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The Prevalence of Encephalitozoon cuniculi in the Domestic Rabbit Population

April Reeves, Kathleen Logan, Karen Snowden

Department of Veterinary Pathobiology, College of Veterinary Medicine, Texas A&M University, College Station, TX, USA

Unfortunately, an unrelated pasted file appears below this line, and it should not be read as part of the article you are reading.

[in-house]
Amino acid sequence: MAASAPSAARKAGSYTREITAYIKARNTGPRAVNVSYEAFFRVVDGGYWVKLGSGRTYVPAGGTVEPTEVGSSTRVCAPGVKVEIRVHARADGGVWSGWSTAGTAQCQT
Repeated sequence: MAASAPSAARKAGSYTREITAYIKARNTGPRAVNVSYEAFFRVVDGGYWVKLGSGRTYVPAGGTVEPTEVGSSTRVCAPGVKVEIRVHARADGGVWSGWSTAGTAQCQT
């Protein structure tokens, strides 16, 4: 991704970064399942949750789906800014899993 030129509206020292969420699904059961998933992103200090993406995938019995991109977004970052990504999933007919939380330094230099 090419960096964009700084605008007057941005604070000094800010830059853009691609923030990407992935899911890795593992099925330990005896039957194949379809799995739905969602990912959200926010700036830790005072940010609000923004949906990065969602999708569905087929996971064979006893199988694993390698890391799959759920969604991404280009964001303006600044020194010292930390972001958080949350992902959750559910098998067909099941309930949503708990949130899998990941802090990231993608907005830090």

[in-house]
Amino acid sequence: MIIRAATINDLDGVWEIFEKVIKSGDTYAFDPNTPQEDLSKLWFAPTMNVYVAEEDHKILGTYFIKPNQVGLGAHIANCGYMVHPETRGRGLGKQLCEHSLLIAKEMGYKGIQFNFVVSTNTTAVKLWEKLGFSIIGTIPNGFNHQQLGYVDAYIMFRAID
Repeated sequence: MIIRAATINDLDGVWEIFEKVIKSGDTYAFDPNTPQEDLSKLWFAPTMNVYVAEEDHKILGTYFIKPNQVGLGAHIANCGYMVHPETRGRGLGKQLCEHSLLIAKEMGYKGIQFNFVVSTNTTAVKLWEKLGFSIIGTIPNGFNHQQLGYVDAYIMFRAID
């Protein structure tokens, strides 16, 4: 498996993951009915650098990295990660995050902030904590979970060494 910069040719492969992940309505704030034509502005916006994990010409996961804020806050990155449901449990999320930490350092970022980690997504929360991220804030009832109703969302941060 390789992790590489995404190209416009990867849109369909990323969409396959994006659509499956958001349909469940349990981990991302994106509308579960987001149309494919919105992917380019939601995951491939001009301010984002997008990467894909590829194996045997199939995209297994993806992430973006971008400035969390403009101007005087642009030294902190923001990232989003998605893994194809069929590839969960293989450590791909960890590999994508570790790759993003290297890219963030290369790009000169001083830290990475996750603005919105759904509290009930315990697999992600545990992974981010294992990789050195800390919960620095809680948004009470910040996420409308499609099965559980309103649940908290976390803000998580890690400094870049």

Encephalitozoon cuniculi, an obligate intracellular microsporidia, affects several species of animals, namely rabbits and rodents, causing neurologic disorders, renal failure, and cataracts. This study focused on investigating the prevalence of infection with Encephalitozoon cuniculi in the domestic rabbit population through parasitologic identification and serology.  Sampling for this study consisted of randomly choosing healthy animals used for meat production, breeding, showing, or pets from various rabbitries and obtaining fecal, urine, and blood samples.  Detection methods included using both calcofluor white M2R and modified trichrome blue stains for parasitologic identification of parasite spores in fecal and urine samples as well as identification of seropositive animals using immunofluorescent antibody staining for the presence of anti-E. cuniculi antibodies in blood samples.  Initial results show an overall seroprevalence of .  Spore shedding was detected at a rate of 49.02% in fecal samples stained with calcofluor and 33.33% in samples stained with modified trichrome (n=51).  Urine samples showed a 19.05% rate of spore detection with  both calcofluor and trichrome staining (n=21).  To our knowledge, this is the first time that parasitologic identification of spores in fecal and urine samples has been evaluated in conjunction with serology in rabbit populations.  The unexpectedly high parasitologic and serologic prevalence in asymptomatic domestic rabbits indicate that E. cuniculi is a significant unrecognized  pathogen and should be considered when evaluating an animal patient with neurologic, renal, or ocular disorders.  Due to multiple documented cases of E. cuniculi infection causing a disseminated disease in human HIV-positive patients, caution should be taken to avoid exposure of these individuals to parasite spores.